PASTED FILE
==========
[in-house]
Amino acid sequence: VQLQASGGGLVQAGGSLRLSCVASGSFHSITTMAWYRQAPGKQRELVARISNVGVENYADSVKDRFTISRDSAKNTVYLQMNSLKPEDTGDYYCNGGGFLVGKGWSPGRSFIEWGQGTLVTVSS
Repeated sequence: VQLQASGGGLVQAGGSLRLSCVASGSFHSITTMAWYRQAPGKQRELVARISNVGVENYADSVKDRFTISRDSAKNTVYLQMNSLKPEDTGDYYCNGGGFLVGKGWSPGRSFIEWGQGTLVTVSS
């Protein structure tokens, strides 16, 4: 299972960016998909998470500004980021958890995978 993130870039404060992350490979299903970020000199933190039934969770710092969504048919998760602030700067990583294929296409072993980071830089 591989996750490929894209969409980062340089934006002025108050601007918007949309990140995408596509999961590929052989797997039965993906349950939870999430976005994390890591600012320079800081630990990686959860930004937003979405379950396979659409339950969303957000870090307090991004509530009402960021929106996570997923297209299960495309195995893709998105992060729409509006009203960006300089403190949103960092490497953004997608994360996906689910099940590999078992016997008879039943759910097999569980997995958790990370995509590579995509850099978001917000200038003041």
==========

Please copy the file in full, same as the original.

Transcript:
[in-house]
Amino acid sequence: VQLQASGGGLVQAGGSLRLSCVASGSFHSITTMAWYRQAPGKQRELVARISNVGVENYADSVKDRFTISRDSAKNTVYLQMNSLKPEDTGDYYCNGGGFLVGKGWSPGRSFIEWGQGTLVTVSS
Repeated sequence: VQLQASGGGLVQAGGSLRLSCVASGSFHSITTMAWYRQAPGKQRELVARISNVGVENYADSVKDRFTISRDSAKNTVYLQMNSLKPEDTGDYYCNGGGFLVGKGWSPGRSFIEWGQGTLVTVSS
């Protein structure tokens, strides 16, 4: 299972960016998909998470500004980021958890995978 993130870039404060992350490979299903970020000199933190039934969770710092969504048919998760602030700067990583294929296409072993980071830089 591989996750490929894209969409980062340089934006002025108050601007918007949309990140995408596509999961590929052989797997039965993906349950939870999430976005994390890591600012320079800081630990990686959860930004937003979405379950396979659409339950969303957000870090307090991004509530009402960021929106996570997923297209299960495309195995893709998105992060729409509006009203960006300089403190949103960092490497953004997608994360996906689910099940590999078992016997008879039943759910097999569980997995958790990370995509590579995509850099978001917000200038003041």